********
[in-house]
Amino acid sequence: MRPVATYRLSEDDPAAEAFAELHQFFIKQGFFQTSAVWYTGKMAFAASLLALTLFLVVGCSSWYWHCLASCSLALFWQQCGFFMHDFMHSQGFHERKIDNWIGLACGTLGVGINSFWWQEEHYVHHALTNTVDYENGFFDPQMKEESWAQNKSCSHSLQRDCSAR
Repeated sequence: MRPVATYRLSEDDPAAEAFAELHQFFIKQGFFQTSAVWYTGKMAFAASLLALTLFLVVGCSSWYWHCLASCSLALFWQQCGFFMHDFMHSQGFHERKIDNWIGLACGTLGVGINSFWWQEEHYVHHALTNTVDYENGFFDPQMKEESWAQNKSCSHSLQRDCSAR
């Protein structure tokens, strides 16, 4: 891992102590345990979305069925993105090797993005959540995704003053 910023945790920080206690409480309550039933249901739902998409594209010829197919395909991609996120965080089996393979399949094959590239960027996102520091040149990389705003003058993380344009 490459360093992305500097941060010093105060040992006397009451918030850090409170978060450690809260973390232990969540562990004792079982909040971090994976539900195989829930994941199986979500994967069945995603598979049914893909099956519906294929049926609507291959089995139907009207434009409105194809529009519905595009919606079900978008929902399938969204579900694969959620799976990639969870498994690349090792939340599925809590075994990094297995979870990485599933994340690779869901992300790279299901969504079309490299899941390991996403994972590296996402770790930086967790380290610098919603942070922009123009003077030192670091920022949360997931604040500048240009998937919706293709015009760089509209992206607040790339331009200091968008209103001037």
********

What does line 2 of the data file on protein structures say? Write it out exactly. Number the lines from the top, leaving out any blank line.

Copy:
Amino acid sequence: MRPVATYRLSEDDPAAEAFAELHQFFIKQGFFQTSAVWYTGKMAFAASLLALTLFLVVGCSSWYWHCLASCSLALFWQQCGFFMHDFMHSQGFHERKIDNWIGLACGTLGVGINSFWWQEEHYVHHALTNTVDYENGFFDPQMKEESWAQNKSCSHSLQRDCSAR